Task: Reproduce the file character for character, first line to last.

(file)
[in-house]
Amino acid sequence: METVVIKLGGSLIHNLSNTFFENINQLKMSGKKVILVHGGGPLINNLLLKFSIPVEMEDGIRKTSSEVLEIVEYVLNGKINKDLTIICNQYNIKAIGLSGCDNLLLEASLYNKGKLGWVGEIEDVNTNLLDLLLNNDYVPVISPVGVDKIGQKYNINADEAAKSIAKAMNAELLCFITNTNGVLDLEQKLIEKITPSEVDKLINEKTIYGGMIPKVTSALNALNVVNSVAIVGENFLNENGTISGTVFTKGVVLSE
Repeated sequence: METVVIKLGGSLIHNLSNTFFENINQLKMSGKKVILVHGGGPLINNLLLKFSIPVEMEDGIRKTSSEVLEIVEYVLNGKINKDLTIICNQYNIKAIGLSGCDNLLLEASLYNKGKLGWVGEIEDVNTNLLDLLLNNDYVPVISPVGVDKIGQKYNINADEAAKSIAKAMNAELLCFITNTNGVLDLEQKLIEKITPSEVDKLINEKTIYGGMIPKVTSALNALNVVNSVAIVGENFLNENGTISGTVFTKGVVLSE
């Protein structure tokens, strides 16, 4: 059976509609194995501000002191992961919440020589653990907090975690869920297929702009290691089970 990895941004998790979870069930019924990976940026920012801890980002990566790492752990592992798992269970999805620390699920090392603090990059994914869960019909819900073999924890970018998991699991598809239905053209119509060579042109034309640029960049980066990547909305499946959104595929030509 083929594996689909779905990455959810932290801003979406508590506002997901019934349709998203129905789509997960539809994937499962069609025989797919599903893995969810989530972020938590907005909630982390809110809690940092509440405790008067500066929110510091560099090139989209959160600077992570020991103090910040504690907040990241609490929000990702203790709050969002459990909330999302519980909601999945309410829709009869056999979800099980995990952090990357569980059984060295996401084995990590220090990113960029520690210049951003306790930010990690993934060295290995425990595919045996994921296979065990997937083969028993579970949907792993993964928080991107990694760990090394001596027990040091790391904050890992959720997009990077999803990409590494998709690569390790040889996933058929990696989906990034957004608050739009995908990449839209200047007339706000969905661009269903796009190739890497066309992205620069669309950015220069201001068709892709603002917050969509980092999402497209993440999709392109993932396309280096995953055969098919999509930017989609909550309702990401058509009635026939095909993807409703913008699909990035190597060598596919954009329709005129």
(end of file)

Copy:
[in-house]
Amino acid sequence: METVVIKLGGSLIHNLSNTFFENINQLKMSGKKVILVHGGGPLINNLLLKFSIPVEMEDGIRKTSSEVLEIVEYVLNGKINKDLTIICNQYNIKAIGLSGCDNLLLEASLYNKGKLGWVGEIEDVNTNLLDLLLNNDYVPVISPVGVDKIGQKYNINADEAAKSIAKAMNAELLCFITNTNGVLDLEQKLIEKITPSEVDKLINEKTIYGGMIPKVTSALNALNVVNSVAIVGENFLNENGTISGTVFTKGVVLSE
Repeated sequence: METVVIKLGGSLIHNLSNTFFENINQLKMSGKKVILVHGGGPLINNLLLKFSIPVEMEDGIRKTSSEVLEIVEYVLNGKINKDLTIICNQYNIKAIGLSGCDNLLLEASLYNKGKLGWVGEIEDVNTNLLDLLLNNDYVPVISPVGVDKIGQKYNINADEAAKSIAKAMNAELLCFITNTNGVLDLEQKLIEKITPSEVDKLINEKTIYGGMIPKVTSALNALNVVNSVAIVGENFLNENGTISGTVFTKGVVLSE
């Protein structure tokens, strides 16, 4: 059976509609194995501000002191992961919440020589653990907090975690869920297929702009290691089970 990895941004998790979870069930019924990976940026920012801890980002990566790492752990592992798992269970999805620390699920090392603090990059994914869960019909819900073999924890970018998991699991598809239905053209119509060579042109034309640029960049980066990547909305499946959104595929030509 083929594996689909779905990455959810932290801003979406508590506002997901019934349709998203129905789509997960539809994937499962069609025989797919599903893995969810989530972020938590907005909630982390809110809690940092509440405790008067500066929110510091560099090139989209959160600077992570020991103090910040504690907040990241609490929000990702203790709050969002459990909330999302519980909601999945309410829709009869056999979800099980995990952090990357569980059984060295996401084995990590220090990113960029520690210049951003306790930010990690993934060295290995425990595919045996994921296979065990997937083969028993579970949907792993993964928080991107990694760990090394001596027990040091790391904050890992959720997009990077999803990409590494998709690569390790040889996933058929990696989906990034957004608050739009995908990449839209200047007339706000969905661009269903796009190739890497066309992205620069669309950015220069201001068709892709603002917050969509980092999402497209993440999709392109993932396309280096995953055969098919999509930017989609909550309702990401058509009635026939095909993807409703913008699909990035190597060598596919954009329709005129």